Mechanical Engineering to Physics; should I apply

maliksaim
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Mechanical Engineering to Physics; should I apply

Postby maliksaim » Wed Nov 21, 2012 7:38 pm

Hi. I'm hoping to apply to some good theoretical physics programs with these credentials:
-BSc(Hons.) in Mechanical Engineering with 2.41/4.00 GPA
-A graduate course in quantum mechanics
-Coursera certification in QM and QC course
-7th in national math olympiad
-and self study :D
-no really, lots of self study
-a good personal statement explaining a lot of stuff and 2 good recommendations letters
-lots of good extracurriculars, including some magazine articles about theoretical physics and science related activites though not really related to physics

Should I apply or is there no point in applying at all? Would a good GRE (General) help very much?

I'm hoping to sit for GRE and TOEFL which requires, at least for me, quite a financial investment. So I am asking to see if I should even bother.

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quizivex
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Re: Mechanical Engineering to Physics; should I apply

Postby quizivex » Wed Nov 21, 2012 7:53 pm

Nope, you will not get into any graduate programs for theoretical physics. Your 2.41 GPA is far too low to be considered at any institution, most of which have an official cutoff of 3.0. A high GRE will not get an international student into a school by itself even with a decent GPA. Not having a physics major doesn't help either.

There is no point in applying, unless you made a mistake converting your GPA and you have a 3.41 instead.

maliksaim
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Re: Mechanical Engineering to Physics; should I apply

Postby maliksaim » Wed Nov 21, 2012 8:00 pm

Right. Thanks I guess :D and no mistakes in the GPA. What is the lowest possible GPA that would make me acceptable; the lowest that you could fathom :D I still have two semesters to go.

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quizivex
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Re: Mechanical Engineering to Physics; should I apply

Postby quizivex » Wed Nov 21, 2012 8:09 pm

I don't know how often schools will make exception to the official 3.0 cutoff. Maybe it's possible to get in with a 2.9, but you are far below that now. Even if you do well in your last year, it'd be hard to get over 3.0, and there isn't much else in your profile that would make them want to make an exception unless you get a perfect score on the PGRE.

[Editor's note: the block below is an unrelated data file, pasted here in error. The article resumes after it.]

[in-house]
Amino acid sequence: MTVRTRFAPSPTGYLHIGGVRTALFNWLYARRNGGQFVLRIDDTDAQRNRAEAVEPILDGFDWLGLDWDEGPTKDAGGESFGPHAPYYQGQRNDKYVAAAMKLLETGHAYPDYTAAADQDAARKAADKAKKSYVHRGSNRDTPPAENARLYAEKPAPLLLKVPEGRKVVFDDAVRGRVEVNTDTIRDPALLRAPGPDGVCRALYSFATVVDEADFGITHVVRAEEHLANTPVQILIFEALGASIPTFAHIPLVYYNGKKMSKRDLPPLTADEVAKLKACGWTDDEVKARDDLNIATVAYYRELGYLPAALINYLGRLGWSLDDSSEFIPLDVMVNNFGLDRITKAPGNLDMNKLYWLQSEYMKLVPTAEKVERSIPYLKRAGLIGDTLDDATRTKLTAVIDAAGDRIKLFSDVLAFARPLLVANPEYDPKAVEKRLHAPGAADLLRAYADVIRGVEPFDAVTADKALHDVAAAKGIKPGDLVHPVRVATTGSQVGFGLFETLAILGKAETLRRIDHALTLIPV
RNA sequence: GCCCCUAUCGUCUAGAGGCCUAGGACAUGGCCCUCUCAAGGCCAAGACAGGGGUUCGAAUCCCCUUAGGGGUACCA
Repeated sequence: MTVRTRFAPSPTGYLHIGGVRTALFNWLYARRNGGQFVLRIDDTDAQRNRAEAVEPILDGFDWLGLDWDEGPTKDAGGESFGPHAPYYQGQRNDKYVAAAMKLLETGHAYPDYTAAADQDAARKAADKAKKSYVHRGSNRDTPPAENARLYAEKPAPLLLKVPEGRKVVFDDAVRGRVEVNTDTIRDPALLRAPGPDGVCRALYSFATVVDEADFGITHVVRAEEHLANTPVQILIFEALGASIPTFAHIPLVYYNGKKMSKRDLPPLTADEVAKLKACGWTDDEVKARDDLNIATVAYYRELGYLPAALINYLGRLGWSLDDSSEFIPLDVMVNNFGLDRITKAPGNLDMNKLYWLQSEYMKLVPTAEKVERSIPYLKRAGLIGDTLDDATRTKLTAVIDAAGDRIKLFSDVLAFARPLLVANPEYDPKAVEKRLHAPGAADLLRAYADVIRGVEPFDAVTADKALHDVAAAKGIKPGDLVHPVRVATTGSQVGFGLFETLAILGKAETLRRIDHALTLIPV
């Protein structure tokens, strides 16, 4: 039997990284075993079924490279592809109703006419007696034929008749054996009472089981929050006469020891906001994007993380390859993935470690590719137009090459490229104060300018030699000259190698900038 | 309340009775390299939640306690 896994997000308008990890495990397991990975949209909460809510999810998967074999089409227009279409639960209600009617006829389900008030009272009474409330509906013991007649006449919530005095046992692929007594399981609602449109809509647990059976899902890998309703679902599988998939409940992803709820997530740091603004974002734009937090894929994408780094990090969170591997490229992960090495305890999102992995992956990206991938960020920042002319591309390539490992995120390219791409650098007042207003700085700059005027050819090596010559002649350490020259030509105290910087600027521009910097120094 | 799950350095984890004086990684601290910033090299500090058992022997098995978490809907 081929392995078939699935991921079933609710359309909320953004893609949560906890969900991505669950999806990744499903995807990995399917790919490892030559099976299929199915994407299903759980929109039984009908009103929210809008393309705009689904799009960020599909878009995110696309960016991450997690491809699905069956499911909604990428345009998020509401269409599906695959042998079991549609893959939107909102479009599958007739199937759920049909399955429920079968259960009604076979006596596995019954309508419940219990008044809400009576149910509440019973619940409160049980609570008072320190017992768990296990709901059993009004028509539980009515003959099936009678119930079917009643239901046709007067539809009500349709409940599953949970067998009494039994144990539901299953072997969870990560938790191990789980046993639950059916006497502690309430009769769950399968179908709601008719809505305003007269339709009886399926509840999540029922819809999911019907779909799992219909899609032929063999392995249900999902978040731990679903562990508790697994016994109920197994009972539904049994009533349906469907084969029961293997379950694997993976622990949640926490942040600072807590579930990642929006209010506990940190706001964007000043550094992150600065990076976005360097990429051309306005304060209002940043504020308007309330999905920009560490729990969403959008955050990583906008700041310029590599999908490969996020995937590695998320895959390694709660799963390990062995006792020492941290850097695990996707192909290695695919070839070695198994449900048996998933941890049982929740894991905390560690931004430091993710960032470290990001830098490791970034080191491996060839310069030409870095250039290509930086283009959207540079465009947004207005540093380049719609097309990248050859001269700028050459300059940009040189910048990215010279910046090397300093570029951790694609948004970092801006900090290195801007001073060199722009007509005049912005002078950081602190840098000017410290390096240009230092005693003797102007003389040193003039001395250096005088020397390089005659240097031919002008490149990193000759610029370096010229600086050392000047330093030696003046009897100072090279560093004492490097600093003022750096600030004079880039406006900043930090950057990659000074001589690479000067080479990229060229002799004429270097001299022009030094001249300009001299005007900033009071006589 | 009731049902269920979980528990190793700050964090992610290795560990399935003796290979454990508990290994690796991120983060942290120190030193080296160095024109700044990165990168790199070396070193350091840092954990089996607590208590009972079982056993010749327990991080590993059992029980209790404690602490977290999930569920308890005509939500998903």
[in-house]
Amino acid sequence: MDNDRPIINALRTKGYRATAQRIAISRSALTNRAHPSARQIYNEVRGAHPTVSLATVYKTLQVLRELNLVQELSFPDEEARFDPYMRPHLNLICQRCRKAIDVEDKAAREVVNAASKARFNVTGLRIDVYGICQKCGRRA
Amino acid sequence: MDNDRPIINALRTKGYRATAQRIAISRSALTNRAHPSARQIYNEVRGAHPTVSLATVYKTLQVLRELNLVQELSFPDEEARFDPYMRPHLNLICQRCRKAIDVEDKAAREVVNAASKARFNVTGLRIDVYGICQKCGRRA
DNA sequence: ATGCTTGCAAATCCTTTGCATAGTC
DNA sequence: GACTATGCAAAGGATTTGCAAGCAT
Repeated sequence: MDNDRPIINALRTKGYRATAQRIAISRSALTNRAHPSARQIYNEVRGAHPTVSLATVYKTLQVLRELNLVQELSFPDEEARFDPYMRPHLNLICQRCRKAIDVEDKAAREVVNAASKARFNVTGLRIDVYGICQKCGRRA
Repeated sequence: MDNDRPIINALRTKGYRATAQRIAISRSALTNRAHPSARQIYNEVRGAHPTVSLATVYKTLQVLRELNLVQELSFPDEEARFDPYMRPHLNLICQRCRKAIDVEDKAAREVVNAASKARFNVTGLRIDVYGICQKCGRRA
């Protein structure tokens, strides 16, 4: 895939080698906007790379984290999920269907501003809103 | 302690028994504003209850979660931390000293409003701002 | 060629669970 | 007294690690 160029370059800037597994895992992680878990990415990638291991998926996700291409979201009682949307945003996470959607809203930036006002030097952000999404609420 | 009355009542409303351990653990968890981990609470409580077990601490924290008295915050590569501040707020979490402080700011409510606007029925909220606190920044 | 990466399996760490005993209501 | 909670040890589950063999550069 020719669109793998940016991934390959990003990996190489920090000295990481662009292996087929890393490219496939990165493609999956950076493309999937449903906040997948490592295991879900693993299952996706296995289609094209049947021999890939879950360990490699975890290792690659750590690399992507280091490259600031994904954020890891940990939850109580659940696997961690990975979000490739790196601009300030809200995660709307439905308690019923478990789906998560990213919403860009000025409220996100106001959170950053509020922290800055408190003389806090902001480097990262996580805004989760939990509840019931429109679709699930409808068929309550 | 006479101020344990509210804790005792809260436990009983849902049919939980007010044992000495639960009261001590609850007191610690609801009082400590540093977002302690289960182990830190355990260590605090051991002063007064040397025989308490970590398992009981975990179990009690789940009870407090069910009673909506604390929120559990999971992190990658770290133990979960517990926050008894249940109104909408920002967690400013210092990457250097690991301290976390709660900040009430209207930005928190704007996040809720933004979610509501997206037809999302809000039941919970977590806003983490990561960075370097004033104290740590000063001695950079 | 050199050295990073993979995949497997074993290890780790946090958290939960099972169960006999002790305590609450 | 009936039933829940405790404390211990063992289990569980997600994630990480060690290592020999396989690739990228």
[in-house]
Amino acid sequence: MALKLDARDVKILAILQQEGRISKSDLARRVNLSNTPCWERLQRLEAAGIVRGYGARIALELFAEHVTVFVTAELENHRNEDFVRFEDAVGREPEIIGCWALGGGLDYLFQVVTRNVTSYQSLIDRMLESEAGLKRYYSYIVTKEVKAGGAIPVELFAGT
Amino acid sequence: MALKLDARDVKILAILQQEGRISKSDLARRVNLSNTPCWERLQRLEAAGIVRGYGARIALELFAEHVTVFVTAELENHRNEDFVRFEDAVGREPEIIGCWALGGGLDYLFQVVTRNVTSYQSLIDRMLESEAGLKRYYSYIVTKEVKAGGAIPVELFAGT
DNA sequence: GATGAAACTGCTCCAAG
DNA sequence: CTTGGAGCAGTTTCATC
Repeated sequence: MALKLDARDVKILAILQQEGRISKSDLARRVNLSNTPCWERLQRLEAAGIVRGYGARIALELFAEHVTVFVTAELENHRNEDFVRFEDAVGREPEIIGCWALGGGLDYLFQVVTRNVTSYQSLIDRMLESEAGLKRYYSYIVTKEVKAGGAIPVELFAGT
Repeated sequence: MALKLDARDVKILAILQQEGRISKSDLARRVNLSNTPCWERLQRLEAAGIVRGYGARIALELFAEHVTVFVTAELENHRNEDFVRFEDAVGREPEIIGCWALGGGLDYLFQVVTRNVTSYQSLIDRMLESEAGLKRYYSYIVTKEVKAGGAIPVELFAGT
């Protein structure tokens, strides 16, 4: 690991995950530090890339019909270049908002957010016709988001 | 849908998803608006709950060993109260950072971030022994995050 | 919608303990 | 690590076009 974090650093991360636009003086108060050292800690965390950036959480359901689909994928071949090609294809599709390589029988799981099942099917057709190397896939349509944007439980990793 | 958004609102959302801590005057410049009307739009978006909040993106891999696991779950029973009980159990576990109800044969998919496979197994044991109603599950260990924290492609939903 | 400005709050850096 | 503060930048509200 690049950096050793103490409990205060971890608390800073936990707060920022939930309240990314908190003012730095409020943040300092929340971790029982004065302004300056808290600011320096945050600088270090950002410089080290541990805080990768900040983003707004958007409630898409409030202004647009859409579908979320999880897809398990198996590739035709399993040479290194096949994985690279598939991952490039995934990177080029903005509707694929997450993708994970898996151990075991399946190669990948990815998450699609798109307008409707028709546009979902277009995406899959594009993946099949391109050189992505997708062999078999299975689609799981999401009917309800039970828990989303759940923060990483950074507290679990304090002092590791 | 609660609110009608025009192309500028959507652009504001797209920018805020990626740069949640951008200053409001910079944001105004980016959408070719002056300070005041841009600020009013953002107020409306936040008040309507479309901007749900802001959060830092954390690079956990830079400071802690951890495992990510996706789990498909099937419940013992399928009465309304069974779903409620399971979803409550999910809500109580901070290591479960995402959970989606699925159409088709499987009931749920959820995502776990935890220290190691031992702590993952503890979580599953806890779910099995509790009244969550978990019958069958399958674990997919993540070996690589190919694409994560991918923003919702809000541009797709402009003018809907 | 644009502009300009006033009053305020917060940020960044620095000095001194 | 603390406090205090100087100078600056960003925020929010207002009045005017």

maliksaim
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Re: Mechanical Engineering to Physics; should I apply

Postby maliksaim » Wed Nov 21, 2012 8:15 pm

OK. Another thing. If I take a lot of physics courses in a "free" year, without enrolling in a degree program, how much difference do you think that would make to my application? All other credentials remaining the same.

bfollinprm
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Re: Mechanical Engineering to Physics; should I apply

Postby bfollinprm » Wed Nov 21, 2012 8:30 pm

You probably need to pursue a second bachelor's degree in physics to wipe out the old GPA.

maliksaim
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Re: Mechanical Engineering to Physics; should I apply

Postby maliksaim » Wed Nov 21, 2012 8:39 pm

Thank you for your reply.

But why do you think I need a new degree? If I can take analytical and statistical mechanics, general relativity, graduate E&M and QM, maybe even quantum field theory, wouldn't that suffice for an application? I know I can take and clear these classes because I have seen courses on them, and I know quite a bit from all these classes. I have nothing to show for it, but, if I clear such courses, without enrolling in a degree program, won't that be good enough?

I can't even imagine going through another bachelors degree : D

bfollinprm
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Re: Mechanical Engineering to Physics; should I apply

Postby bfollinprm » Wed Nov 21, 2012 10:40 pm

maliksaim wrote:Thank you for your reply.

But why do you think I need a new degree? If I can take analytical and statistical mechanics, general relativity, graduate E&M and QM, maybe even quantum field theory, wouldn't that suffice for an application? I know I can take and clear these classes because I have seen courses on them, and I know quite a bit from all these classes. I have nothing to show for it, but, if I clear such courses, without enrolling in a degree program, won't that be good enough?

I can't even imagine going through another bachelors degree : D


Because your GPA is terrible, and a second bachelors would hide that behind what is hopefully a better second go, not to mention offer you the fundamental coursework that's meant to prepare you for a PhD in physics.

EDIT: also, I should mention that I don't believe it would be another 4 years. You'd obviously not have to take general education courses, and my best bet is you'd be done a degree in 1.5-2 years.

TakeruK
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Re: Mechanical Engineering to Physics; should I apply

Postby TakeruK » Thu Nov 22, 2012 1:55 pm

I agree with bfollinprm (that you should probably do a second bachelor's degree). Like he/she said, depending on your school, it might just be ~2 more years of courses (some schools might allow you to count your original classes as your elective credits). But I know some schools won't let you do that!

Also, your choice of classes to take isn't a reasonable one, in my opinion. Most physicists do not take GR until grad school. Same for QFT. If you want to go into physics grad school, you need to put yourself at the same level as physics undergrads. So, in Physics, you need to take things like Thermodynamics, Stat Mech (like you said), senior level EM and QM (I'd say go as far as perturbation theory), classical mechanics, wave optics, lab courses, mathematical methods, and some computational courses. You might have a few of these from your engineering background. In addition, there is a lot of theoretical mathematics in a physics undergrad degree, so don't forget about those too.